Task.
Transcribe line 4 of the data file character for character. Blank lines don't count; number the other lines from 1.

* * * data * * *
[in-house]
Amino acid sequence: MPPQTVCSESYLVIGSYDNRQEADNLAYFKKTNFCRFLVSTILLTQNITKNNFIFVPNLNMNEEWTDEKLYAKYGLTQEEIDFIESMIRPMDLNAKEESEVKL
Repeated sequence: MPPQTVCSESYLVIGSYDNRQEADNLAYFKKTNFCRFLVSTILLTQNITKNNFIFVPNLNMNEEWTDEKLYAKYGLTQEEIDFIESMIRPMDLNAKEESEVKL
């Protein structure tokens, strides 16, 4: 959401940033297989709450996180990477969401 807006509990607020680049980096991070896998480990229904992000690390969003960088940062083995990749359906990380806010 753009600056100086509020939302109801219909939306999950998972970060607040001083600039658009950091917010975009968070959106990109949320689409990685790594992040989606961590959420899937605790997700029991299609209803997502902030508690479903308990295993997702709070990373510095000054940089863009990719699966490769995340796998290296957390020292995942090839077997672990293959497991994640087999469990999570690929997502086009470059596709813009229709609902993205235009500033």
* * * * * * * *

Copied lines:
């Protein structure tokens, strides 16, 4: 959401940033297989709450996180990477969401 807006509990607020680049980096991070896998480990229904992000690390969003960088940062083995990749359906990380806010 753009600056100086509020939302109801219909939306999950998972970060607040001083600039658009950091917010975009968070959106990109949320689409990685790594992040989606961590959420899937605790997700029991299609209803997502902030508690479903308990295993997702709070990373510095000054940089863009990719699966490769995340796998290296957390020292995942090839077997672990293959497991994640087999469990999570690929997502086009470059596709813009229709609902993205235009500033």